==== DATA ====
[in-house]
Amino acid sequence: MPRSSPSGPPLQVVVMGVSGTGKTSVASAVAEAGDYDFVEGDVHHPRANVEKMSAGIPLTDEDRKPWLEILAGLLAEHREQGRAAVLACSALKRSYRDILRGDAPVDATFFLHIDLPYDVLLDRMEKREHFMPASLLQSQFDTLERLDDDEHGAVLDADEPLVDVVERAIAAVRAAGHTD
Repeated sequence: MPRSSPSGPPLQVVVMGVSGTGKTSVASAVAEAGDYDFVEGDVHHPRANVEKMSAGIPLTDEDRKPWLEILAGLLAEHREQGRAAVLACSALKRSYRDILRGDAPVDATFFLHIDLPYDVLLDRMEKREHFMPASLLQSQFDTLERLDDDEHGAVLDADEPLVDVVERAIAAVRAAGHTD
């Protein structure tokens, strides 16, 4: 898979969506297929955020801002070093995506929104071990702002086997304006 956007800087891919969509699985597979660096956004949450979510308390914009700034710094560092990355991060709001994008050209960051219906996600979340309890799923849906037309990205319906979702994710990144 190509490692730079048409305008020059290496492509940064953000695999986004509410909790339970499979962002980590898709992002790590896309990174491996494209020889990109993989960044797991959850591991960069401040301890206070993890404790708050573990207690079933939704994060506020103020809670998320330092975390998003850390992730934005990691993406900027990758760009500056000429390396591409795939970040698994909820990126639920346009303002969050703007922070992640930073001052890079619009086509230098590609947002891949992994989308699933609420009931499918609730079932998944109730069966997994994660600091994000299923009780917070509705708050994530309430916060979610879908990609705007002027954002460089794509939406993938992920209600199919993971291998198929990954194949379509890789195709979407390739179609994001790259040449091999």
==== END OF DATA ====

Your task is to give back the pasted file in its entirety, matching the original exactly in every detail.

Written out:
[in-house]
Amino acid sequence: MPRSSPSGPPLQVVVMGVSGTGKTSVASAVAEAGDYDFVEGDVHHPRANVEKMSAGIPLTDEDRKPWLEILAGLLAEHREQGRAAVLACSALKRSYRDILRGDAPVDATFFLHIDLPYDVLLDRMEKREHFMPASLLQSQFDTLERLDDDEHGAVLDADEPLVDVVERAIAAVRAAGHTD
Repeated sequence: MPRSSPSGPPLQVVVMGVSGTGKTSVASAVAEAGDYDFVEGDVHHPRANVEKMSAGIPLTDEDRKPWLEILAGLLAEHREQGRAAVLACSALKRSYRDILRGDAPVDATFFLHIDLPYDVLLDRMEKREHFMPASLLQSQFDTLERLDDDEHGAVLDADEPLVDVVERAIAAVRAAGHTD
């Protein structure tokens, strides 16, 4: 898979969506297929955020801002070093995506929104071990702002086997304006 956007800087891919969509699985597979660096956004949450979510308390914009700034710094560092990355991060709001994008050209960051219906996600979340309890799923849906037309990205319906979702994710990144 190509490692730079048409305008020059290496492509940064953000695999986004509410909790339970499979962002980590898709992002790590896309990174491996494209020889990109993989960044797991959850591991960069401040301890206070993890404790708050573990207690079933939704994060506020103020809670998320330092975390998003850390992730934005990691993406900027990758760009500056000429390396591409795939970040698994909820990126639920346009303002969050703007922070992640930073001052890079619009086509230098590609947002891949992994989308699933609420009931499918609730079932998944109730069966997994994660600091994000299923009780917070509705708050994530309430916060979610879908990609705007002027954002460089794509939406993938992920209600199919993971291998198929990954194949379509890789195709979407390739179609994001790259040449091999």